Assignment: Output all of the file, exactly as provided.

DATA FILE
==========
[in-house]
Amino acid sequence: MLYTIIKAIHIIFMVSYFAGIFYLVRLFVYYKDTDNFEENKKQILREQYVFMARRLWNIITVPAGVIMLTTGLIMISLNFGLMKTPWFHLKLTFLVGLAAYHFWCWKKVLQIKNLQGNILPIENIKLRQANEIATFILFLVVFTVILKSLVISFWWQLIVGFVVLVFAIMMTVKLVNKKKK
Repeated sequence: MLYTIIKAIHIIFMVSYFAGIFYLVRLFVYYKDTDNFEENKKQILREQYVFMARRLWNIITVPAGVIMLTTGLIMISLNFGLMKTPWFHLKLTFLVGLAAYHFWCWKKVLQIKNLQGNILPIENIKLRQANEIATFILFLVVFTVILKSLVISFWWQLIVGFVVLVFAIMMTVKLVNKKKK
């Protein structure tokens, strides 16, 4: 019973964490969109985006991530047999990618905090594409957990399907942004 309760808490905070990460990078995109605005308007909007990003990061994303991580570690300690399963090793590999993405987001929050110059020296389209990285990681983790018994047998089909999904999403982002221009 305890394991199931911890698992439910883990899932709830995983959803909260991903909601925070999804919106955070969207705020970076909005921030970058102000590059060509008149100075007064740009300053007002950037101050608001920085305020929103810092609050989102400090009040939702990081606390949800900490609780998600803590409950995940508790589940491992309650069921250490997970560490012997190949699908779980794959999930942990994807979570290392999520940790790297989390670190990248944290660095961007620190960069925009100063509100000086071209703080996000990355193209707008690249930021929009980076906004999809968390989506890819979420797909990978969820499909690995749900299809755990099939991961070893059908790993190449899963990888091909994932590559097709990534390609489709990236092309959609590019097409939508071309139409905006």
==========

[in-house]
Amino acid sequence: MLYTIIKAIHIIFMVSYFAGIFYLVRLFVYYKDTDNFEENKKQILREQYVFMARRLWNIITVPAGVIMLTTGLIMISLNFGLMKTPWFHLKLTFLVGLAAYHFWCWKKVLQIKNLQGNILPIENIKLRQANEIATFILFLVVFTVILKSLVISFWWQLIVGFVVLVFAIMMTVKLVNKKKK
Repeated sequence: MLYTIIKAIHIIFMVSYFAGIFYLVRLFVYYKDTDNFEENKKQILREQYVFMARRLWNIITVPAGVIMLTTGLIMISLNFGLMKTPWFHLKLTFLVGLAAYHFWCWKKVLQIKNLQGNILPIENIKLRQANEIATFILFLVVFTVILKSLVISFWWQLIVGFVVLVFAIMMTVKLVNKKKK
């Protein structure tokens, strides 16, 4: 019973964490969109985006991530047999990618905090594409957990399907942004 309760808490905070990460990078995109605005308007909007990003990061994303991580570690300690399963090793590999993405987001929050110059020296389209990285990681983790018994047998089909999904999403982002221009 305890394991199931911890698992439910883990899932709830995983959803909260991903909601925070999804919106955070969207705020970076909005921030970058102000590059060509008149100075007064740009300053007002950037101050608001920085305020929103810092609050989102400090009040939702990081606390949800900490609780998600803590409950995940508790589940491992309650069921250490997970560490012997190949699908779980794959999930942990994807979570290392999520940790790297989390670190990248944290660095961007620190960069925009100063509100000086071209703080996000990355193209707008690249930021929009980076906004999809968390989506890819979420797909990978969820499909690995749900299809755990099939991961070893059908790993190449899963990888091909994932590559097709990534390609489709990236092309959609590019097409939508071309139409905006």